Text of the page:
Thursday, 27 March 2014

Another Look at Unit Testing Umbraco Surface Controllers (Part 1)

When coming to work with Umbraco as an MVC developer one feature that is immediately familiar and comfortable to work with is surface controllers. Unfortunately, unlike standard MVC controllers, they aren't straightforward to test. In this blog post I'm going to look to start from scratch, uncover the issues and see what options we have to get around this.

Failing test attempt

Starting with a simple example taken from the Umbraco documentation, this surface controller action very simply handles a form post.

The view model:

public class CommentViewModel
{
    [Required]
    public string Name { get; set; }

    [Required]
    public string Email { get; set; }

    [Required]
    [Display(Name = "Enter a comment")]
    public string Comment { get; set; }
}

The view and the form in a partial:

@if (TempData["CustomMessage"] != null)
{
    

@TempData["CustomMessage"].ToString()

} @Html.Partial("_CommentForm", new SurfaceControllerUnitTests.Models.CommentViewModel()) ... @model SurfaceControllerUnitTests.Models.CommentViewModel @using (Html.BeginUmbracoForm("CreateComment", "BlogPostSurface")) { @Html.EditorFor(x => Model) <input type="submit" /> }

And the controller:

public class BlogPostSurfaceController : Umbraco.Web.Mvc.SurfaceController
{
    [HttpPost]
    public ActionResult CreateComment(CommentViewModel model)
    {    
        if (!ModelState.IsValid)
        {
            return CurrentUmbracoPage();
        }

        TempData.Add("CustomMessage", "Thanks for your comment.");

        return RedirectToCurrentUmbracoPage();
    }
}

Based on that we can write this test:

[TestMethod]
public void CreateComment_WithValidComment_RedirectsWithMessage()
{
    // Arrange
    var controller = new BlogPostSurfaceController();
    var model = new CommentViewModel
    {
        Name = "Fred",
        Email = "fred@freddie.com",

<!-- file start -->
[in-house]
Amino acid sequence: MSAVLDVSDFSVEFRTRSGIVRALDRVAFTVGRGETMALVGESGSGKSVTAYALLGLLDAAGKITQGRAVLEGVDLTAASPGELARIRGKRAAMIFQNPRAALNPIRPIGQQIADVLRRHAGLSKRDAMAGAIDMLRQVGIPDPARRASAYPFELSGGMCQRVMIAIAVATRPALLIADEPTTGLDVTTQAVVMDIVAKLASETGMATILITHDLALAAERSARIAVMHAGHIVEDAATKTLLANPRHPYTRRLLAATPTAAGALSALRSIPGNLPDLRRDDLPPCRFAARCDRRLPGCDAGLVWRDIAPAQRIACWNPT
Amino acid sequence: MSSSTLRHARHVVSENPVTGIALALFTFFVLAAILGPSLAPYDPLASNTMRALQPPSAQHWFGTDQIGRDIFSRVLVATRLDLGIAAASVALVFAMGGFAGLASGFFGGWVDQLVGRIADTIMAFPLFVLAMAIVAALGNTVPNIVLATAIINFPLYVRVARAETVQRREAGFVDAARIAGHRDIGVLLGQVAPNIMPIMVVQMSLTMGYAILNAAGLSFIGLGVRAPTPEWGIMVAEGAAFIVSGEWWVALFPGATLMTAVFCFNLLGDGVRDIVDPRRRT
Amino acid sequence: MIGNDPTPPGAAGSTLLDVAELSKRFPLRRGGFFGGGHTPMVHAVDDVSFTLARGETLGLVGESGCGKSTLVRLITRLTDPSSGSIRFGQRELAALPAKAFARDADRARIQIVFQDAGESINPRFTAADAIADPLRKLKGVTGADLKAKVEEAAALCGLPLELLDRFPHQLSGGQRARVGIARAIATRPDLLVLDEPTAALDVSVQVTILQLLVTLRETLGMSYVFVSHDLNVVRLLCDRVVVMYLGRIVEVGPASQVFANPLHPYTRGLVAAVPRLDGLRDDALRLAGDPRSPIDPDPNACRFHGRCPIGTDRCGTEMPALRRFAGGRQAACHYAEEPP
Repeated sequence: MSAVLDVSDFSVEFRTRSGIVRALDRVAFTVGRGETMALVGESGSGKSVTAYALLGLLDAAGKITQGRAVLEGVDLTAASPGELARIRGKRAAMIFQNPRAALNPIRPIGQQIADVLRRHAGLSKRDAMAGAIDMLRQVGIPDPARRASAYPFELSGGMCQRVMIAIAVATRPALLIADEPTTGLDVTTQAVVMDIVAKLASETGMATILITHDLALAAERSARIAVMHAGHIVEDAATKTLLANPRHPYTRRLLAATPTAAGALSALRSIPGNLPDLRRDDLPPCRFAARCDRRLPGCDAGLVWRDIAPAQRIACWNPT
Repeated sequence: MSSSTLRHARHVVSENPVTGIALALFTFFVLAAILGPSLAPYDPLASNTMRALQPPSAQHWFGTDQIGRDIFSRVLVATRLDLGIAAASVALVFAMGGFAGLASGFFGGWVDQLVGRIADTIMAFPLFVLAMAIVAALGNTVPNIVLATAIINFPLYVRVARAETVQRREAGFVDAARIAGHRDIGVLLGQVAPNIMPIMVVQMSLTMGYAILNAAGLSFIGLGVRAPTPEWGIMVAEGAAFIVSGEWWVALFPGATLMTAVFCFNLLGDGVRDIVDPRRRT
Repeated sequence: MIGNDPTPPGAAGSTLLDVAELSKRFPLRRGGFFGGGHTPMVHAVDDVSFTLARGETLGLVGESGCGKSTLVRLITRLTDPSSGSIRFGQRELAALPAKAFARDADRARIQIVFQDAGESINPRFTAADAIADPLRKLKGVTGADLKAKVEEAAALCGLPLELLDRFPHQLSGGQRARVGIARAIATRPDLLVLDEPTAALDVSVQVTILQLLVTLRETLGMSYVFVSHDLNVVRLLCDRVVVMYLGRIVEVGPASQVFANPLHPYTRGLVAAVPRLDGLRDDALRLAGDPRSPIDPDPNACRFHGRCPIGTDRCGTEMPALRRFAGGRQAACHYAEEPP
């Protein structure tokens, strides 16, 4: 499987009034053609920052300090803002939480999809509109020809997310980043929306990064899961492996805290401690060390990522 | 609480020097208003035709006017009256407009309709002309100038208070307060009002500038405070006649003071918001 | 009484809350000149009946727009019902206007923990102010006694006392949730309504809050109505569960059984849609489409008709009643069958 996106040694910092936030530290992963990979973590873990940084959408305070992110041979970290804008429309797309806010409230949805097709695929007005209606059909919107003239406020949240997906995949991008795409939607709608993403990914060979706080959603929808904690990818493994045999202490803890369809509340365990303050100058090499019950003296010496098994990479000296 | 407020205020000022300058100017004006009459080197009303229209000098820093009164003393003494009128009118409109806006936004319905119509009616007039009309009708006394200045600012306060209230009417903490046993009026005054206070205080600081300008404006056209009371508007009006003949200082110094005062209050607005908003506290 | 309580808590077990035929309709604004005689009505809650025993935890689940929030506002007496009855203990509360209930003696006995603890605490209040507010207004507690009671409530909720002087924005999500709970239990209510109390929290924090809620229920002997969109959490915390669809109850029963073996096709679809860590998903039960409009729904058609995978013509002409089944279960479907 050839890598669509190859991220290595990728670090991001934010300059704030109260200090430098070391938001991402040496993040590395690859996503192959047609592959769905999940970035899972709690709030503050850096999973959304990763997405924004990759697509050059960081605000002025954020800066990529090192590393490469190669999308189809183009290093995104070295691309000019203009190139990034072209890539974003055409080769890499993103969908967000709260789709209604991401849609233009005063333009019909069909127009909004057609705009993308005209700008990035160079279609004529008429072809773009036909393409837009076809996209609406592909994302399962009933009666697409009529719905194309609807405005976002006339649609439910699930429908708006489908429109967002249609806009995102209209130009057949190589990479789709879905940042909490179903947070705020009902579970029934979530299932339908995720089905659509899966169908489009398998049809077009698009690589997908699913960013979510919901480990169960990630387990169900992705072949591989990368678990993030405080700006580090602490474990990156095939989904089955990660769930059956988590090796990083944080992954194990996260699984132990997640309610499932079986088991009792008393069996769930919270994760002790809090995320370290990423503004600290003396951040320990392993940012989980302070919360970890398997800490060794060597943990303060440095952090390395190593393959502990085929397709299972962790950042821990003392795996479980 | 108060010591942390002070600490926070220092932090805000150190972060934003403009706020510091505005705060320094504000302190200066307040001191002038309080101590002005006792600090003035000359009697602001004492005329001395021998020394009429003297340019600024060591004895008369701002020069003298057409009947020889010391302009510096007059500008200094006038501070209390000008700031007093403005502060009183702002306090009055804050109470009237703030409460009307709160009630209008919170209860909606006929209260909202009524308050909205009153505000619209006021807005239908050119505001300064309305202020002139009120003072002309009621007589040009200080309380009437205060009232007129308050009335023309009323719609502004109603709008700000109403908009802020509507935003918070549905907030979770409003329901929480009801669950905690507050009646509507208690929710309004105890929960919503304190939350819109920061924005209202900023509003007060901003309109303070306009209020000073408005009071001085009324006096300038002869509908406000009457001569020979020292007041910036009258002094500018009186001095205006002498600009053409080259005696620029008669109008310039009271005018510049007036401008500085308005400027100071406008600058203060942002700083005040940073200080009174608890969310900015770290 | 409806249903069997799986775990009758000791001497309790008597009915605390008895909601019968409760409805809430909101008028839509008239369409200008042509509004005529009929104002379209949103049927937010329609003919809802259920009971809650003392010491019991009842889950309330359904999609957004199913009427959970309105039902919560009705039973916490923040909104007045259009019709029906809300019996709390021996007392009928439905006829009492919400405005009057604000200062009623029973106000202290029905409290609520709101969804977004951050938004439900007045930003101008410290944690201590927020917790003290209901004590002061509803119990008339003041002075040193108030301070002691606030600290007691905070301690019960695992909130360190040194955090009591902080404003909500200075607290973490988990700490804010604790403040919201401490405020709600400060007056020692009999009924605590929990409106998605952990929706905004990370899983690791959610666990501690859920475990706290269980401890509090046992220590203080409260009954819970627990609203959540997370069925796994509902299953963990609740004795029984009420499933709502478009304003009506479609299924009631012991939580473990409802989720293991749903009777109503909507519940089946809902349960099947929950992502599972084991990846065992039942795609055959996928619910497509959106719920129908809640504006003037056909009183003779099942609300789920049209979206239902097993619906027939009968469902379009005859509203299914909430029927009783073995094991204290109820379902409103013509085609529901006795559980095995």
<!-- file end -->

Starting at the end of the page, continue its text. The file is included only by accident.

Comment = "Can I test this?",
    };

    // Act
    var result = controller.CreateComment(model);

    // Assert
    Assert.IsNotNull(result);
}

Which... fails, with the exception:

System.ArgumentNullException: Value cannot be null.
Parameter name: umbracoContext
Result StackTrace: 
at Umbraco.Web.Mvc.PluginController..ctor(UmbracoContext umbracoContext)
   at Umbraco.Web.Mvc.SurfaceController..ctor()
   at SurfaceControllerUnitTests.Controllers.BlogPostSurfaceController..ctor()

Avoiding the issue

One way to approach this is really to avoid the issue which I'm blogged about briefly before. To move the logic the controller performs out into a separate class that we reference from the controller, that doesn't have an Umbraco dependency. We can then test that. Leaving behind a controller that's so thin there's really little value in testing it.

Now clearly the controller I already have is pretty thin, but sometimes the logic here that goes into the handler class can get quite involved - a registration form that needs validation, date checks, CAPTCHA checks etc. So I've found this a reasonable approach.

The new handler class looks like this:

public class BlogPostSurfaceControllerCommandHandler
{
    public ModelStateDictionary ModelState { get; set; }

    public TempDataDictionary TempData { get; set; }

    public bool HandleCreateComment(CommentViewModel model)
    {
        if (!ModelState.IsValid)
        {
            return false;
        }

        TempData.Add("CustomMessage", "Thanks for your comment.");
        return true;
    }
}

With the controller becoming like this (or you could dependency inject the handler instance):

public class BlogPostSurfaceController : Umbraco.Web.Mvc.SurfaceController
{
    BlogPostSurfaceControllerCommandHandler _commandHandler;

    public BlogPostSurfaceController()
    {
        _commandHandler = new BlogPostSurfaceControllerCommandHandler();
        _commandHandler.ModelState = ModelState;
        _commandHandler.TempData = TempData;
    }

    [HttpPost]
    public ActionResult CreateComment(CommentViewModel model)
    {
        if (!_commandHandler.HandleCreateComment(model))
        {
            return CurrentUmbracoPage();
        }

        return RedirectToCurrentUmbracoPage();
    }
}

And the test for the handler looks like this - which, as expected, now comes out green.

[TestClass]
public class BlogPostSurfaceControllerCommandHandlerTests
{
    [TestMethod]
    public void CreateComment_WithValidComment_ReturnsTrueWithMessage()
    {
        // Arrange
        var handler = new BlogPostSurfaceControllerCommandHandler();
        handler.ModelState = new ModelStateDictionary();
        handler.TempData = new TempDataDictionary();
        var model = new CommentViewModel
        {
            Name = "Fred",
            Email = "fred@freddie.com",
            Comment = "Can I test this?",
        };

        // Act
        var result = handler.HandleCreateComment(model);

        // Assert
        Assert.IsTrue(result);
        Assert.IsNotNull(handler.TempData["CustomMessage"]);
    }
}

Using Umbraco's test classes

So far have only read about this option - so will come back to it in part 2 of this series of posts..

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